Mongolians follow strict rules of respect handed down from earlier times. Parents teach their children how to respect their elders and their friends.
A person says, “Та” or “Гуай” to respect one older than oneself. Besides this, when people talk about a person’s condition, they soften their speech. They speak softly and respectfully, saying “sightless” rather than “blind,” “hard-eared” rather than “deaf,” and “aged” rather than old.
It is taboo to say one’s parents’ name. People who have the same name as their father or mother are called “hard-named.”
Mongolians have trained their children from early childhood in the tradition of using polite forms of address. It is a simple thing for the words of respect to enter the language and speech of the children.
One follows the name of an elderly person, a senior person in the office, one older than oneself, or an unknown person with a word of respect such as “авгай,” “гуай,” or “ахай.” For example, Dorj guai, Dulmaa guai, Tsermaa guai, etc.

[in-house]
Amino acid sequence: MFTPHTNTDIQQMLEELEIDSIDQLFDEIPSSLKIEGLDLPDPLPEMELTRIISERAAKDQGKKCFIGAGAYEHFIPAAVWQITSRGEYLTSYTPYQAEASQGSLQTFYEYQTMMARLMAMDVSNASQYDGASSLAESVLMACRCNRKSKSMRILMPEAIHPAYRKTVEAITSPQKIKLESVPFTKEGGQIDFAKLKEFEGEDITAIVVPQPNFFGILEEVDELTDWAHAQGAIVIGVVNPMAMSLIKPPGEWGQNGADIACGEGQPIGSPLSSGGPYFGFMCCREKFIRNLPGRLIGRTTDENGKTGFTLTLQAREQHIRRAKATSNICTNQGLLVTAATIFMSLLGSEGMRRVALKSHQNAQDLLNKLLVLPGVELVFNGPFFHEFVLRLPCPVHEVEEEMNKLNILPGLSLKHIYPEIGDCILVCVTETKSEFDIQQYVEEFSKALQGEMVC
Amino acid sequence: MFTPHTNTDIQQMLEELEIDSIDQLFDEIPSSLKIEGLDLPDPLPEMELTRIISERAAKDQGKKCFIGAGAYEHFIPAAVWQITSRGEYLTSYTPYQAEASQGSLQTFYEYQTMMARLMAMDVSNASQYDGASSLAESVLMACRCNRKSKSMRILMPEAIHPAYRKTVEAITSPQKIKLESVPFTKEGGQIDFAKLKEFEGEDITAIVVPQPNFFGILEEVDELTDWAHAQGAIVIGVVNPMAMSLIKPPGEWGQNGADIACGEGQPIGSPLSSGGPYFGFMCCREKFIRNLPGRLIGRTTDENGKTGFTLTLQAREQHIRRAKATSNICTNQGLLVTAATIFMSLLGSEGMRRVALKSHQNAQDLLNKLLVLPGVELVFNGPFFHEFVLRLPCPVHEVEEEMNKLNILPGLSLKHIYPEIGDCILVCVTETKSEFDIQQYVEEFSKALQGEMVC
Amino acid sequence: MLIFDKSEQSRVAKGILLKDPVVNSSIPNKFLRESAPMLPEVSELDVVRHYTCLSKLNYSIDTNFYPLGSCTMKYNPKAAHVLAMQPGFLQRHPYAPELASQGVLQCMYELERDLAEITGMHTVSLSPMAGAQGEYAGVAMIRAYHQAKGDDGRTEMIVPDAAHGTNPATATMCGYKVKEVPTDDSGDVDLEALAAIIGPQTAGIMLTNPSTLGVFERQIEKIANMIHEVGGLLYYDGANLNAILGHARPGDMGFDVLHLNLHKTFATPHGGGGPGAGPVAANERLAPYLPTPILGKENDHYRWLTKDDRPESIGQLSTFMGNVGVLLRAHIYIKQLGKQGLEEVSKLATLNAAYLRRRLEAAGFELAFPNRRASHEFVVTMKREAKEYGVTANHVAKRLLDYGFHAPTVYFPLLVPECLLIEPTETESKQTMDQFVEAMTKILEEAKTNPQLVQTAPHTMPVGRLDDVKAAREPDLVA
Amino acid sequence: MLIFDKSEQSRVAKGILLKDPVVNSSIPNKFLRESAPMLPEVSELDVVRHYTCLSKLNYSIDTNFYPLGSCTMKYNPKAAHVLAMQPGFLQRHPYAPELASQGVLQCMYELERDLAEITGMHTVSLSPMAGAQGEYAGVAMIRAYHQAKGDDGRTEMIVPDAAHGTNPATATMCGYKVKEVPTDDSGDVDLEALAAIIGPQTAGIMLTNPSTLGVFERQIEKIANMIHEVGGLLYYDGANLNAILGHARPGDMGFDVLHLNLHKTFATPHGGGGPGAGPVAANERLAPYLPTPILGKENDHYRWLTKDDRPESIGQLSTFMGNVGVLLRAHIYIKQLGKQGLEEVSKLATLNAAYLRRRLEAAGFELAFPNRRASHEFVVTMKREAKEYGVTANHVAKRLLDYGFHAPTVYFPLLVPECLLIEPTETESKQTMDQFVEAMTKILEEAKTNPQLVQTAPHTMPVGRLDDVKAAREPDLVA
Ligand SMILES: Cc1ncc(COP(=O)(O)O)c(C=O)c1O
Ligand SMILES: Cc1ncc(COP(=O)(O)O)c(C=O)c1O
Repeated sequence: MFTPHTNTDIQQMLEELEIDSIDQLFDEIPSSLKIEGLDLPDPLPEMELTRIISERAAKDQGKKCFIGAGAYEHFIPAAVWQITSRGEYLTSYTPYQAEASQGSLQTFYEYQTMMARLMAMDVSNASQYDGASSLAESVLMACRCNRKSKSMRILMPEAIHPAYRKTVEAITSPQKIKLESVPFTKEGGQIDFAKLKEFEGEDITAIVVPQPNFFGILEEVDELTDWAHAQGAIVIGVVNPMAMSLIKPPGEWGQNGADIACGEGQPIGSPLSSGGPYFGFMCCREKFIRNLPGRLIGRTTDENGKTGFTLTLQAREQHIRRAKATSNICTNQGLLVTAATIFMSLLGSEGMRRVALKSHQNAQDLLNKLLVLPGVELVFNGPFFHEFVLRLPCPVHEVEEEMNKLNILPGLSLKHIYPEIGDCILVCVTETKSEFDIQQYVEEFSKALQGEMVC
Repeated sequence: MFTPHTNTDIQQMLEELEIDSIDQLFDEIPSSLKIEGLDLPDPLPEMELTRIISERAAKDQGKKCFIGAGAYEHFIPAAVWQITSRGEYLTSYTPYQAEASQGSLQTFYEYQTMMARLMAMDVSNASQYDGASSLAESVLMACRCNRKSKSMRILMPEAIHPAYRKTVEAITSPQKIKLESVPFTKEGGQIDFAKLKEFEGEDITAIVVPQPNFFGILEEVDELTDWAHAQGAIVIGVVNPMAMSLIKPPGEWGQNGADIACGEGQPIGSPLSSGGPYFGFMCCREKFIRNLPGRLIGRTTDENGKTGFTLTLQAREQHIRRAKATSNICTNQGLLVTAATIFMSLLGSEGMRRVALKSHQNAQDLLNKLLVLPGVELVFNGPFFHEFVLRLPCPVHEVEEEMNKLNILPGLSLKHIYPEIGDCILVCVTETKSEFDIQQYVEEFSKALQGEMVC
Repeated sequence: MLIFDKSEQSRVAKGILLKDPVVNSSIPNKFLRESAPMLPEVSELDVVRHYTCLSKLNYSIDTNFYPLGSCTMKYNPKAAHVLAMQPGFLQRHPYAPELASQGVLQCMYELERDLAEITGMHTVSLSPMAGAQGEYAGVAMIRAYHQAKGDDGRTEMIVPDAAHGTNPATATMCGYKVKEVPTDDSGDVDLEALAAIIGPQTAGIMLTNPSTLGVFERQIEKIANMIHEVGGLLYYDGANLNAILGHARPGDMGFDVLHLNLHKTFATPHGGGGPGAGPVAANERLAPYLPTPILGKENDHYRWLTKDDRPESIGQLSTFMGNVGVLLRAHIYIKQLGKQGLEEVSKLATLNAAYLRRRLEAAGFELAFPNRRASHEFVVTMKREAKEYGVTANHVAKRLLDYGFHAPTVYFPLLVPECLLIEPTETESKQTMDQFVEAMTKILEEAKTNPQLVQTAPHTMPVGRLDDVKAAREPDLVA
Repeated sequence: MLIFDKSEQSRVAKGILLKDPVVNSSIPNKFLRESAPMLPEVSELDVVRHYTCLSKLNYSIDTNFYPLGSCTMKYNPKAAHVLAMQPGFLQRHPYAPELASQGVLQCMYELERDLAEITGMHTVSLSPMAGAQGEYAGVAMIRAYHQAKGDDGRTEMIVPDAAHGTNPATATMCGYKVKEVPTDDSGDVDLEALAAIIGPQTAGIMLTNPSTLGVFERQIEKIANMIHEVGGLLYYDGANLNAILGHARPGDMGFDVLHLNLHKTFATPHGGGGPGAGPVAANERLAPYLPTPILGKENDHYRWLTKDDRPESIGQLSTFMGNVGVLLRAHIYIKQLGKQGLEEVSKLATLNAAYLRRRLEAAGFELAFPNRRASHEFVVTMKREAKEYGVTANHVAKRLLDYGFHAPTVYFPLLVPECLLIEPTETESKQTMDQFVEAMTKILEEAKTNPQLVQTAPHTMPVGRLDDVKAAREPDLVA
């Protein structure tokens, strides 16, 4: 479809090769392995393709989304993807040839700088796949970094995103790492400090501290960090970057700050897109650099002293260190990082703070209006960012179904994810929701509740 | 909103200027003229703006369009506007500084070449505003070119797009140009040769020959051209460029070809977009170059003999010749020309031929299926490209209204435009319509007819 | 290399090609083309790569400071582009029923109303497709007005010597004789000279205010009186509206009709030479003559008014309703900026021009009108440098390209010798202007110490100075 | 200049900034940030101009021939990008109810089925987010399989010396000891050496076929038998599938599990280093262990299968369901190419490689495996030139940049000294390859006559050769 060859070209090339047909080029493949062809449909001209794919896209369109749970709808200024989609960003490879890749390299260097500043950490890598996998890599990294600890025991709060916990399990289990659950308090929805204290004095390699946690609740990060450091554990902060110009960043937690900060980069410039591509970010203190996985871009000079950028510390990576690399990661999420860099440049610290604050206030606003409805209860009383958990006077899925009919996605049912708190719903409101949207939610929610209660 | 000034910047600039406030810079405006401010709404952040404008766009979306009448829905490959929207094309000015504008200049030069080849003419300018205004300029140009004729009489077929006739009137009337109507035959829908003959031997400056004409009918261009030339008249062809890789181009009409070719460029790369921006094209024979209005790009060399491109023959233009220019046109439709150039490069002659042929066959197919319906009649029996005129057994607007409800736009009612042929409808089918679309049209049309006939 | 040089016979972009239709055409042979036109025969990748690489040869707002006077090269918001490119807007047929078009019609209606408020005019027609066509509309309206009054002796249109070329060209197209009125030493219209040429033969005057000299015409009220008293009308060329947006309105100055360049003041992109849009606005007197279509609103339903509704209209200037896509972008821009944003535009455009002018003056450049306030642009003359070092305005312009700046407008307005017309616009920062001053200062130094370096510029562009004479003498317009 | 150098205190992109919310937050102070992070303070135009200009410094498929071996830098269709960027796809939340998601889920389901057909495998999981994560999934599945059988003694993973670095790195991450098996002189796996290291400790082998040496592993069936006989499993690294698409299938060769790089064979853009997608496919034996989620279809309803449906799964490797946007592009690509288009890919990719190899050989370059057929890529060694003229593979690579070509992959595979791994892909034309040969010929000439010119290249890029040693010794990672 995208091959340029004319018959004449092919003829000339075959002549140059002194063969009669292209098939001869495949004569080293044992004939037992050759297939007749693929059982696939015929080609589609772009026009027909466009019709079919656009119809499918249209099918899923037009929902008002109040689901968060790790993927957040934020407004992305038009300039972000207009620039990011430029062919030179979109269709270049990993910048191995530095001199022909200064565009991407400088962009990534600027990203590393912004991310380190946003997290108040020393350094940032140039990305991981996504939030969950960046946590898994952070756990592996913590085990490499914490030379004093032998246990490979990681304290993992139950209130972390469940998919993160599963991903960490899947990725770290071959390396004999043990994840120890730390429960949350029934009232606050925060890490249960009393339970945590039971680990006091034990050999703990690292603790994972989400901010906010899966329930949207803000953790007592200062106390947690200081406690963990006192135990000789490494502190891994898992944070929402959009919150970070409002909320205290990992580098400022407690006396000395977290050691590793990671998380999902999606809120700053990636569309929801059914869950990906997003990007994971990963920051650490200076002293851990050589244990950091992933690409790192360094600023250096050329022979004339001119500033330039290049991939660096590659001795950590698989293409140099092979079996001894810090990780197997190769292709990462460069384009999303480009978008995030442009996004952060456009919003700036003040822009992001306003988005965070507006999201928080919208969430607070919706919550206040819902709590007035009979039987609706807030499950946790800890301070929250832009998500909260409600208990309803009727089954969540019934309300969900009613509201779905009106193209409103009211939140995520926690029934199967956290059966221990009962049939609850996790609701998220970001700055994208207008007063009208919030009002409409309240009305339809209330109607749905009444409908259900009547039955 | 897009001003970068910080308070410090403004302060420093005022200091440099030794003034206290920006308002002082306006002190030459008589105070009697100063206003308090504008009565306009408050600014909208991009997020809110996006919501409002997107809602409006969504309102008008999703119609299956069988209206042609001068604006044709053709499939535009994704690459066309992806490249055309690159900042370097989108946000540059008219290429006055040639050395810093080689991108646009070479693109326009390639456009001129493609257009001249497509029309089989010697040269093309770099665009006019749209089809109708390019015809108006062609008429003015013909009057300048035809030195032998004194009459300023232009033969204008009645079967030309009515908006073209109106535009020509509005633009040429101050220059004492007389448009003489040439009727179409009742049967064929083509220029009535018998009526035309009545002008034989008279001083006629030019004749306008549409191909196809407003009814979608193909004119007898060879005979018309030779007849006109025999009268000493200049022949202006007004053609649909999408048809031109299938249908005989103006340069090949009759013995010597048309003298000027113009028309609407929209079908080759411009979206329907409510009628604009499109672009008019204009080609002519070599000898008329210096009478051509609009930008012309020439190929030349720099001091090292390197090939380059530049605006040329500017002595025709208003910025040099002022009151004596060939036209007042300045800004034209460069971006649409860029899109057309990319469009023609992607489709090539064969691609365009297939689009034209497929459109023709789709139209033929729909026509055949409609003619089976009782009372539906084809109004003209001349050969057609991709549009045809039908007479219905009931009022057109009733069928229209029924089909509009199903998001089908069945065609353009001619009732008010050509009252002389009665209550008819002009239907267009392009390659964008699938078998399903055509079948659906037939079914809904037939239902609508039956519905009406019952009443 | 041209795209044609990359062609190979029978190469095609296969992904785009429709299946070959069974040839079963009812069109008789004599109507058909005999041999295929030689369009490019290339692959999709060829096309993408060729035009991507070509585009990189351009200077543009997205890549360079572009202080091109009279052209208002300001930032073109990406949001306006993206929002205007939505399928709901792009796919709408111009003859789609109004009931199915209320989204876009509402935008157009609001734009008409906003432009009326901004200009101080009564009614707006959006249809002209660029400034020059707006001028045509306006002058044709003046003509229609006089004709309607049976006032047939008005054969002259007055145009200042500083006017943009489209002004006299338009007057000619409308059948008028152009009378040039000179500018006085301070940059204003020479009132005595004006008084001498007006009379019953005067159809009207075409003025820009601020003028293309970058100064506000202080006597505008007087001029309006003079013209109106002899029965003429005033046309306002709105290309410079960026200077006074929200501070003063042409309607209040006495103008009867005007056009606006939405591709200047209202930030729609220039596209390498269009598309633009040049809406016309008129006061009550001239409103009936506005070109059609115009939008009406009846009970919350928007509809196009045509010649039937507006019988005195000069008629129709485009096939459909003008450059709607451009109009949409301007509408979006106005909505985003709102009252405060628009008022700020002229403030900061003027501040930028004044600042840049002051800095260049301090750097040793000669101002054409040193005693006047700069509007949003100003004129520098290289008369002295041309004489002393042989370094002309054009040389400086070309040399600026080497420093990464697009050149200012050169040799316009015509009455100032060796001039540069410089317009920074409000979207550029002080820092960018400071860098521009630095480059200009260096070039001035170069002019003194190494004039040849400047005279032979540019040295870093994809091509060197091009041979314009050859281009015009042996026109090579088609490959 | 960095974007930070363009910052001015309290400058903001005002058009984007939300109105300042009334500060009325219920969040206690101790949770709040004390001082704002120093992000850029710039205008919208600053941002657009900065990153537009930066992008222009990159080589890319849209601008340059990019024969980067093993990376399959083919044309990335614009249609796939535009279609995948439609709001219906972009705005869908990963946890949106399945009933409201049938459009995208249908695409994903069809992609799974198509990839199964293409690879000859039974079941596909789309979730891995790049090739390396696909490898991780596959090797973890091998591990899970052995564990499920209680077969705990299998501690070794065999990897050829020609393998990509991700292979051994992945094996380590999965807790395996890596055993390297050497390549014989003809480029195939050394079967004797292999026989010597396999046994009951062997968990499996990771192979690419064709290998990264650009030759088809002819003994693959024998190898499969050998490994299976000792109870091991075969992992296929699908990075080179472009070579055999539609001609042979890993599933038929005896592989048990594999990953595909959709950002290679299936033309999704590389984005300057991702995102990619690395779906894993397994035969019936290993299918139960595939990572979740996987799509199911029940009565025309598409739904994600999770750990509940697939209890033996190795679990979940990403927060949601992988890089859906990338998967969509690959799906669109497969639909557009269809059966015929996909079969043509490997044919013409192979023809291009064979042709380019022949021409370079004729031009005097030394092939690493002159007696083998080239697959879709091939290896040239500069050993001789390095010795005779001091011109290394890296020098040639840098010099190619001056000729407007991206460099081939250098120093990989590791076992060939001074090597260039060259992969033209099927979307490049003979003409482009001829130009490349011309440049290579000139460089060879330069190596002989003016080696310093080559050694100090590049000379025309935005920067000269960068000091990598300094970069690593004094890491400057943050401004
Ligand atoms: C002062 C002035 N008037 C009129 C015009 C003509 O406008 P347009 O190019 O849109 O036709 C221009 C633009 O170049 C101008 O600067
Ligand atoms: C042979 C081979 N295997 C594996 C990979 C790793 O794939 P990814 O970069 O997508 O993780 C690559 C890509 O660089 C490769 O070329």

For the names of people one knows well or of close friends, people first say the first syllable of the name and then add -yaa or –yee or else –khai or –khee to the end. For example, Natsag becomes Naayaa, Tseren becomes Tseeyee, Dulmaa becomes Duuyaa, Gomb becomes Gombokhoi, Chuluun becomes Chuluukhai, etc.
Also elders, acquaintance, and close people may be addressed with special terms of respect instead of by their names. For example: Ambaa, Agaa, Ajaa, Jaajaa, Adzai, Ania, Nainaa.
When using a polite and respectful form of address to teachers, bosses, relatives, and close people, one says the first syllable of the person’s name then brother, sister, teacher, boss, etc. For example, Ray teacher, Da teacher, Do brother, Tsee sister. It is also in widespread use to add brother or sister after the name. Bat brother, Tsetsgee sister, Davaanyam brother, Dulamsuren sister, etc.
Also people say peoples’ names followed by their occupation. Sukh doctor, Baatar engineer, Enkhee driver, Tuya director, Bold artist, etc.